XM Radio vs download services – implications

XM Radio is in legal trouble with the RIAA; the courts have refused to dismiss the case regarding their player/recorder, “Inno”. The allegation is that XM is acting as a means to infringe on copyrights by offering a service+device that allows the recording of digital streams. These recorded streams (as files) can then be played back at will and in any order.  The technical term for in-any-order is “Disaggregate” (where aggregation means the selection of songs by the radio provider).  

And any order-of-play is really the crux of the whole issue. There are essentially two models that can be licensed today:  1. Radio/streaming and 2. Purchase (CD or digital download). 

Conceptually, radio is nothing more than the creation of an audio signal (stream or wireless) with music (in this case) that is selected by someone other than the listener; where the content is not controlled by the listener before the act of listening. The provider must pay a fee (rather nominal, but a fee anyway).

Purchase is nothing more than buying the rights to control a recording of a piece of music – and where control means to play that recording at will (as long as you don’t profit from it). If you profit from playing the music, and you control when/how it’s played, then you can get licensed as a radio.

I know it’s a bit more complex than that,  buy the point is really a question of who controls the order and timing of the performance of a sound recording and how much you have to pay for that control. If you’re a radio, you pay less per play than if a user is buying tracks.

So, in that view, XM Radio is infringing by collecting a fee from users under a radio license and then giving the users the tools to control the content however the user wants.  It’s also why the RIAA wants it stopped (money).  Here in the download space what they are doing is known as a subscription model.  XM obviously feels differently, but I tend to agree with the court – just conceptually, I am clearly not a lawyer.

But from a business standpoint, here’s how I see it going, and an easy way for XM to get out of this mess and potentially make a ton of money: Divest their Inno division (if it isn’t a division, make it one and spin it off), and license the radio stream to them as a device manufacturer.  Doing this would require easing their licensing rules I suspect, but it would be worth it.  Then they can offer licenses to other device manufacturers.  I think device manufacturers would jump on it. Generate renewable revenue based on licensing. Licensing without intent to encourage infringement.  Device manufactures would be protected under the “Audio Home Recording Act.”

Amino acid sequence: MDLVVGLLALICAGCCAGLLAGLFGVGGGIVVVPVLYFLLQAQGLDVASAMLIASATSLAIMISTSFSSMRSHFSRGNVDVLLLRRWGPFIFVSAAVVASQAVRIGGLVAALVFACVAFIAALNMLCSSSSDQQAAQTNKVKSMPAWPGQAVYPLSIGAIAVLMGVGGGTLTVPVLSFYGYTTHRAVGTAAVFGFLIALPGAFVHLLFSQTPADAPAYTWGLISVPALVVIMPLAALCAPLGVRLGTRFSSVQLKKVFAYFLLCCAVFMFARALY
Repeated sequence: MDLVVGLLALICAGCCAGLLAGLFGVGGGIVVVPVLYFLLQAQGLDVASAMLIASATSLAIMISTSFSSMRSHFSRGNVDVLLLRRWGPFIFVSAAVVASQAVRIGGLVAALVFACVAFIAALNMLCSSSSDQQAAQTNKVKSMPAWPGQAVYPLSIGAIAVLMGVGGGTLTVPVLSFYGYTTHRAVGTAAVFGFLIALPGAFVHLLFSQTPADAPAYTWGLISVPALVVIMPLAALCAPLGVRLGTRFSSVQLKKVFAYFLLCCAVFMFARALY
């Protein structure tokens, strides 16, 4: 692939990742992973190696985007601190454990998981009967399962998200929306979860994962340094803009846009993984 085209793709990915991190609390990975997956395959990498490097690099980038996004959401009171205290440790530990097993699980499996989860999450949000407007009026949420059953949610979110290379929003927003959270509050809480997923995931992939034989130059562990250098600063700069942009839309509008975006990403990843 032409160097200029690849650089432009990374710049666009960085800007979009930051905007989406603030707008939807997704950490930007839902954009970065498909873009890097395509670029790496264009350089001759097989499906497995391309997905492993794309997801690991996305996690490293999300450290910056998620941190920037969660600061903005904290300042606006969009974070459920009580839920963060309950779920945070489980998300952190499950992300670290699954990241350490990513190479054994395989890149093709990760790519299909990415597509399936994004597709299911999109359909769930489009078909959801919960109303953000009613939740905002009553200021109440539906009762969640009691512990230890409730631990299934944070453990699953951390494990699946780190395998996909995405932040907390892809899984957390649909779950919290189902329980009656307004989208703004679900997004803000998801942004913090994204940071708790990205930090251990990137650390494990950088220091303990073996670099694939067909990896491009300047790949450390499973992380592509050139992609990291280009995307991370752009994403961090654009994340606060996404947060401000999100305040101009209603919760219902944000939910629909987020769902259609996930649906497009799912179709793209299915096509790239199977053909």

If that doesn’t get XM in the clear fully, the labels can recoup fees in a few other ways:  1. charge a “tax” to XM or device manufacturers for each device licensed (like Microsoft’s Zune arrangement),  make a Napster like arrangement where users have to pay a nominal fee per song saved, or simply license the XM feed for downloads and turn it into a strong wireless download service (right now the best there availble for that is downloading to your cell phone – ugh).

But in general terms the question of who controls what, when is still problematic. Historically it’s a radio versus LP issue and how much each party has to pay. It might be time for a new paradigm, with a combination of ad revenue sharing, per download charges and licensing fees. As we move closer to smart networks and network based services, that questions is going to become more and more important – and not just for music services.

Posted on January 19, 2007 in Competition, Market

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